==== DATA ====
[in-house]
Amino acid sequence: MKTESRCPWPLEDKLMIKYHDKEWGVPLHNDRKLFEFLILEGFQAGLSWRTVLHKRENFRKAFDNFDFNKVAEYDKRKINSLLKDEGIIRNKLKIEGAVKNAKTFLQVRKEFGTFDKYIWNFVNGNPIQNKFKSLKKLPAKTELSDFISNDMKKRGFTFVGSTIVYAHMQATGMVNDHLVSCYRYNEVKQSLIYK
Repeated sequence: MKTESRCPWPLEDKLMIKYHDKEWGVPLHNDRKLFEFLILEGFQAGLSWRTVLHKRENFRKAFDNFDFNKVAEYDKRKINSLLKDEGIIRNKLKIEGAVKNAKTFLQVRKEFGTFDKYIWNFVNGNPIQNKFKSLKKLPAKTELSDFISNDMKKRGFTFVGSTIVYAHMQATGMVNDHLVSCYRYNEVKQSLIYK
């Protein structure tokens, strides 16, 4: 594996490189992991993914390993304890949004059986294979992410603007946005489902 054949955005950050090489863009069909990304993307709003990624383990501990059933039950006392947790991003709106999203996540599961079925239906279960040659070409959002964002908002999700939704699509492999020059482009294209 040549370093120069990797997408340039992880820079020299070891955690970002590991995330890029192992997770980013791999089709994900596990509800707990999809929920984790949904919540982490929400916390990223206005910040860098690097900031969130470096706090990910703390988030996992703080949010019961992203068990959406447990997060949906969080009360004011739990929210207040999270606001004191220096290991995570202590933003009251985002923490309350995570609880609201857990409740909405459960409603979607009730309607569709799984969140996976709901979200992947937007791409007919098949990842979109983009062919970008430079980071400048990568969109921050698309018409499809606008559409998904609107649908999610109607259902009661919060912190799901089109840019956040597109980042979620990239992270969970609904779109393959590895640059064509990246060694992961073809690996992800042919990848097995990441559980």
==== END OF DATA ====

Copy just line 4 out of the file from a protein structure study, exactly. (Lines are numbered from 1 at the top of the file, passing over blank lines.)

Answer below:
């Protein structure tokens, strides 16, 4: 594996490189992991993914390993304890949004059986294979992410603007946005489902 054949955005950050090489863009069909990304993307709003990624383990501990059933039950006392947790991003709106999203996540599961079925239906279960040659070409959002964002908002999700939704699509492999020059482009294209 040549370093120069990797997408340039992880820079020299070891955690970002590991995330890029192992997770980013791999089709994900596990509800707990999809929920984790949904919540982490929400916390990223206005910040860098690097900031969130470096706090990910703390988030996992703080949010019961992203068990959406447990997060949906969080009360004011739990929210207040999270606001004191220096290991995570202590933003009251985002923490309350995570609880609201857990409740909405459960409603979607009730309607569709799984969140996976709901979200992947937007791409007919098949990842979109983009062919970008430079980071400048990568969109921050698309018409499809606008559409998904609107649908999610109607259902009661919060912190799901089109840019956040597109980042979620990239992270969970609904779109393959590895640059064509990246060694992961073809690996992800042919990848097995990441559980």